There is no need to install Neo4J as a software. We can simply import the JAR file to build an embedded graph database, which will be persisted in your disk as a directory. The documentation of Neo4J looks complete. There is no limit about the maximum number of supported nodes in free version.
- Although we can manually add a property on nodes with key “type” to annotate the type of node, it is better to provide native support for node types in API to make the graph model more general. Also the problem comes when a node has multiple types.
- The index mechanism by adding new edges manually by user seems strange and not convenient. It is better to follow what the current relational DB does: users say “create index on a group of nodes”, then done.
Here is another entry about how to get started with Neo4J in Java: http://jasperpeilee.wordpress.com/2011/11/22/neo4j-the-first-cup-of-tea/
2. Infinite Graph (Objectivity Inc.)
InfiniteGraph is a graph database from Objectivity, the company behind the object database of the same name. The free license can only support up to 1 million nodes and edges. InfiniteGraph needs to be installed as a service, which behaves like traditional DB such as MySQL. InfiniteGraph borrows the object-oriented concepts from Objectivity/DB, so each node and edge in InfiniteGraph are objects. Specially,
- All node classes will extend the base class BaseVertex;
- All edge classes will extend the base class BaseEdge.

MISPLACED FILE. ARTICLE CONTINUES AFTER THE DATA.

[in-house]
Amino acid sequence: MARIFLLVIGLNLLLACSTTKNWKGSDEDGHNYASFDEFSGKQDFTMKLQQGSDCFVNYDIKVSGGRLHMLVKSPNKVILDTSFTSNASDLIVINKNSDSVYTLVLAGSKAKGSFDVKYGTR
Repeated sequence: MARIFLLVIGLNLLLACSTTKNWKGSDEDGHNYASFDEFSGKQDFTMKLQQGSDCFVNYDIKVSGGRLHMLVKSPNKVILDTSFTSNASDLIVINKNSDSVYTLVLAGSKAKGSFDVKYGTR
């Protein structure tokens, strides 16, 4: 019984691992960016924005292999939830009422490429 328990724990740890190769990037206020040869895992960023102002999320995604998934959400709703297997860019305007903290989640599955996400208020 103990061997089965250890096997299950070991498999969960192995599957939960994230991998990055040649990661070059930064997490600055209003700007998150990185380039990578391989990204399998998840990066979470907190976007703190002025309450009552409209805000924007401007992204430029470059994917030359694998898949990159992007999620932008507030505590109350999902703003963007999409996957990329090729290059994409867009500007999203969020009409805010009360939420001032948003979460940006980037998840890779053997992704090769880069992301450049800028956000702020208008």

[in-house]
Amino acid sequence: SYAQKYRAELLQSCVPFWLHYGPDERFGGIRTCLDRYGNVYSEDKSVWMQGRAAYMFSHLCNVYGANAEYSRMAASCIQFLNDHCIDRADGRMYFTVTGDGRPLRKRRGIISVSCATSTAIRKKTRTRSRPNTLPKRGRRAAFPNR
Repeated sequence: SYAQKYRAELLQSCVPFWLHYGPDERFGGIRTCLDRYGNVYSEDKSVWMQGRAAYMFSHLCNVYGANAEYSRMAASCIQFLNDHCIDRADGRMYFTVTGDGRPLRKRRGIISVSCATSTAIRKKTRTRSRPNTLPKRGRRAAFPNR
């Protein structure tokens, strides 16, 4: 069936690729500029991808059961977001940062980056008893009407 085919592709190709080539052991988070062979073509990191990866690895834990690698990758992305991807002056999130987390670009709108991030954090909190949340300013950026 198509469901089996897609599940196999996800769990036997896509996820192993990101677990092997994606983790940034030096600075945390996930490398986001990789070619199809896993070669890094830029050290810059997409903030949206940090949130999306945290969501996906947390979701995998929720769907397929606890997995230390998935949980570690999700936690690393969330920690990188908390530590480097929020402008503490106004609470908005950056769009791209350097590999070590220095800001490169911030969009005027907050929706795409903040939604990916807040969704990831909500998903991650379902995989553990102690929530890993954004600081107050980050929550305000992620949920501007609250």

In the example page shown in http://wiki.infinitegraph.com/w/index.php?title=Tutorial:_Hello_Graph!, suppose Person is a node class and Meeting is an edge class. This is the code for adding an edge between two nodes:
Person john = new Person("John", "Hello "); helloGraphDB.addVertex(john); Person dana = new Person("Dana", "Database!"); helloGraphDB.addVertex(dana); Meeting meeting1 = new Meeting("NY", "Graph");
InfiniteGraph also provides the visualization tool to view the data. The edge generated by the above code is visualized in Figure 3. Compared with the graph model of Neo4J in Figure 1, InfiniteGraph supports nodes with different types/classes. Note that the property key-value pairs in Neo4J can correspond to member variables in classes of InfiniteGraph.
- It is fine to install as a service, but should make the configuration simple.
- Since nodes and edges can be user-customized objects, I suspect the performance will be harmed for huge graphs when we enjoy the flexibility. Remember NoSQL databases should always keep high performance to make themselves compelling.